Healthcare providers fail to ask 1 in 5 prenatal patients and 1 in 8 postpartum patients about depression, according to the US Centers for Disease Control and Prevention (CDC). Although the prevalence of screening has risen in recent years, many women could be suffering in silence.
“[U]ndetected and untreated perinatal depression can have negative health consequences for the mothers and their babies,” said coauthor Jean Y. Ko, PhD, from the Division of Reproductive Health, National Center for Chronic Disease Prevention and Health Promotion, CDC.
Brenda L. Bauman, MSPH, from the Division of Reproductive Health, National Center for Chronic Disease Prevention and Health Promotion, CDC, and colleagues reported their findings in an article published online May 14 in Morbidity and Mortality Weekly Report.
The researchers analyzed self-reported data on postpartum depressive symptoms (PDS) collected in 2018 by the Pregnancy Risk Assessment Monitoring System (PRAMS). Participants were stratified on the basis of location and maternal and infant characteristics, including age, race/ethnicity, and education level. Women who had recently given birth to one or more live infants answered questions about whether they had been screened by healthcare providers for depression during perinatal visits.
The prevalence of PDS among women from 31 PRAMS sites was 13.2%. States with lower prevalences included Illinois (9.7%), Massachusetts (10.3%), and Wisconsin (10.5%); states with higher prevalences included Mississippi (23.5%), West Virginia (19.4%), and Michigan (16.4%).
Some groups were at higher risk for PDS than others. The prevalence was greater than 20% among women who were aged 19 years or younger, were of American Indian or Alaska Native ethnicity, smoked during the perinatal period, experienced perinatal depression, or whose infant died after birth.
Depressive symptoms were also more common among women who received assistance from the Women, Infants, and Children program, were Medicaid beneficiaries at the time of delivery, smoked cigarettes during the last trimester of pregnancy, breastfed their infants for fewer than 8 weeks, or had experienced intimate partner violence while pregnant or before.
Small Rise in Screening
Overall, 79.1% of women said a healthcare provider had inquired about depression during the prenatal period. Prenatal screening for depression was lowest in Puerto Rico (50.7%), Mississippi (69.4%), Utah (69.5%), and Kentucky (69.5%) and was highest in Alaska (90.7%), Minnesota (90.6%), and Maine (90.5%).
Among 22 continuously reporting sites, the prevalence of prenatal depression screening rose significantly from 76.2% in 2016 to 79.3% in 2018 (P < .05) .
“It is unclear what might account for this small increase,” Ko said. “There may be additional factors, such as women may be becoming more comfortable reporting symptoms of depression. With continued awareness about the need to screen every pregnant and postpartum woman for depression, we can expect things to continue to improve.”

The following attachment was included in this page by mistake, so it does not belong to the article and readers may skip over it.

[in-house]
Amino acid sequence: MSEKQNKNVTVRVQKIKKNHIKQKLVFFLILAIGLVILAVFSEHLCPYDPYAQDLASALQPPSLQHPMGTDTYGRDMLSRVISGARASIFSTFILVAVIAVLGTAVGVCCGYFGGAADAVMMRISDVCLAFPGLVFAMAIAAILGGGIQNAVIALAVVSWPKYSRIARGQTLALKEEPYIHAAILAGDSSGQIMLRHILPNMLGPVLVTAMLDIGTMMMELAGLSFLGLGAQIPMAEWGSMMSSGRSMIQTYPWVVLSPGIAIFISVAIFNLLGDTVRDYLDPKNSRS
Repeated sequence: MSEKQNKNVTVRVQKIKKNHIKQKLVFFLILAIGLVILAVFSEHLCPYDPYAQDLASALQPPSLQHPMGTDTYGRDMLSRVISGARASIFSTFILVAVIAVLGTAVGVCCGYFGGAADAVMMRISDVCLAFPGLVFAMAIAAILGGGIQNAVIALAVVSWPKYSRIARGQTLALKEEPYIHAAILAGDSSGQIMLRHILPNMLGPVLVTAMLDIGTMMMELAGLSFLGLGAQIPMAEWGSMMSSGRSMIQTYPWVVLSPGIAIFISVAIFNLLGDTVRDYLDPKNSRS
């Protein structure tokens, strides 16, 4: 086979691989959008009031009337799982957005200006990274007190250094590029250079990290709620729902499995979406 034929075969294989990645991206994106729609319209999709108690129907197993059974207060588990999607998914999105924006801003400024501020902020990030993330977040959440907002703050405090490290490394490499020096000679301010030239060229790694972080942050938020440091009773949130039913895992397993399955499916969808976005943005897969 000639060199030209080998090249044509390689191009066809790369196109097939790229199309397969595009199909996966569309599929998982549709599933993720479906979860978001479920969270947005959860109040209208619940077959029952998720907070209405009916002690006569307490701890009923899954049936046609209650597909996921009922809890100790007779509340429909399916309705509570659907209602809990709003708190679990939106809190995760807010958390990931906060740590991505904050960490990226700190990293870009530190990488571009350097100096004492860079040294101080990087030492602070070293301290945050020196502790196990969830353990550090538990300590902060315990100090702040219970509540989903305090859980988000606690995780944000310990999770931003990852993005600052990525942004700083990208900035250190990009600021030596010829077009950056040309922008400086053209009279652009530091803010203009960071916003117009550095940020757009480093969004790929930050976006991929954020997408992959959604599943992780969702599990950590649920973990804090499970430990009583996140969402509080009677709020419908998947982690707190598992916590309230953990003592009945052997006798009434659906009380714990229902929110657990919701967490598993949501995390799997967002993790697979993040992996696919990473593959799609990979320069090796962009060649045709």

Overall, 90.1% of respondents reported a postpartum visit; of those, 87.4% said a healthcare provider had asked about depression during that visit.
Screening during the postpartum period was highest in Vermont (96.2%), Minnesota (95.9%), and Maine (95.5%) and was lowest in Puerto Rico (50.7%), New York City (73.1%), and Louisiana (75.0%).
Among the 22 sites that reported continuously, the prevalence of screening for postpartum depression rose significantly from 84.1% to 88.0% (P < .05), “with an average annual percentage point increase of 1.8%,” the authors write.
“PRAMS responses are reported an average of 4 months postpartum, which suggests persistence of [depressive] symptoms,” the authors write.
Ko told Medscape Medical News that mental health conditions play a role in approximately 9% of pregnancy-related deaths and that not asking about depression represents “missed opportunities to potentially identify and treat women with depression.” The United States Preventive Services Task Force recommends screening all adults for depression, including women during pregnancy and the postpartum period, she added.
When asked what can be done to improve screening that has not already been tried, Ko said the CDC is currently evaluating a study called the Program in Support of Moms (PRISM), which “is designed to help obstetrics and gynecology practices address the significant public health issue of depression during and after pregnancy. PRISM aims to close gaps in healthcare delivery to ensure that women with depression during and after pregnancy receive the best treatment, which can result in improvement in their symptoms.”
Ko added that the Health Resources and Services Administration has funded seven states to begin “programs to support providers to screen, assess, refer, and treat pregnant and postpartum women for depression and other behavioral health conditions. States can use initiatives like Healthy Start, home visiting, and Title V Maternal and Child Health Services Block Grant as levers to improve screening and address maternal depression.
“Screening is just one part of addressing perinatal depression. Healthcare providers need to refer women to appropriate resources in order to get the proper diagnosis, treatment, and follow-up care for management of depression,” Ko concluded.
The authors have disclosed no relevant financial relationships.
Morb Mortal Wkly Rep. Published online May 14, 2020. Full text